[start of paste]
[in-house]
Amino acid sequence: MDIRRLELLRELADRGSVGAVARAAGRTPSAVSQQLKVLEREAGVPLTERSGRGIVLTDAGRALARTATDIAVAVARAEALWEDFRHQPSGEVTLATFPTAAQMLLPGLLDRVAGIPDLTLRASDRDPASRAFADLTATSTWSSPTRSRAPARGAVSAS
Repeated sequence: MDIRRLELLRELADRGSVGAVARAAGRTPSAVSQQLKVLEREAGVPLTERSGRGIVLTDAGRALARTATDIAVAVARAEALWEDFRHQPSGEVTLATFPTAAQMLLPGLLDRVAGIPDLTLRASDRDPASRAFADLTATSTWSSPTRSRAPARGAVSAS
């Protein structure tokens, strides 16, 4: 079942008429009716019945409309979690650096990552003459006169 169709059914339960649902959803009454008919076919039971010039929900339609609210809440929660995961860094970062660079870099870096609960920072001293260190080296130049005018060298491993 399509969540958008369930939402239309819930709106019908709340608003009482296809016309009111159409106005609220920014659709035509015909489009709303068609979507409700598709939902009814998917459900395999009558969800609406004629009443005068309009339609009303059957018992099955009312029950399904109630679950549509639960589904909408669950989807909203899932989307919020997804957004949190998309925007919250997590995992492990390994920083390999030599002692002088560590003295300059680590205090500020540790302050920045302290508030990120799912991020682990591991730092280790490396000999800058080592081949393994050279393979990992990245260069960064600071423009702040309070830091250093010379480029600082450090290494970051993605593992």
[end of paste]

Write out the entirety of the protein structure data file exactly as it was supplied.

[in-house]
Amino acid sequence: MDIRRLELLRELADRGSVGAVARAAGRTPSAVSQQLKVLEREAGVPLTERSGRGIVLTDAGRALARTATDIAVAVARAEALWEDFRHQPSGEVTLATFPTAAQMLLPGLLDRVAGIPDLTLRASDRDPASRAFADLTATSTWSSPTRSRAPARGAVSAS
Repeated sequence: MDIRRLELLRELADRGSVGAVARAAGRTPSAVSQQLKVLEREAGVPLTERSGRGIVLTDAGRALARTATDIAVAVARAEALWEDFRHQPSGEVTLATFPTAAQMLLPGLLDRVAGIPDLTLRASDRDPASRAFADLTATSTWSSPTRSRAPARGAVSAS
């Protein structure tokens, strides 16, 4: 079942008429009716019945409309979690650096990552003459006169 169709059914339960649902959803009454008919076919039971010039929900339609609210809440929660995961860094970062660079870099870096609960920072001293260190080296130049005018060298491993 399509969540958008369930939402239309819930709106019908709340608003009482296809016309009111159409106005609220920014659709035509015909489009709303068609979507409700598709939902009814998917459900395999009558969800609406004629009443005068309009339609009303059957018992099955009312029950399904109630679950549509639960589904909408669950989807909203899932989307919020997804957004949190998309925007919250997590995992492990390994920083390999030599002692002088560590003295300059680590205090500020540790302050920045302290508030990120799912991020682990591991730092280790490396000999800058080592081949393994050279393979990992990245260069960064600071423009702040309070830091250093010379480029600082450090290494970051993605593992």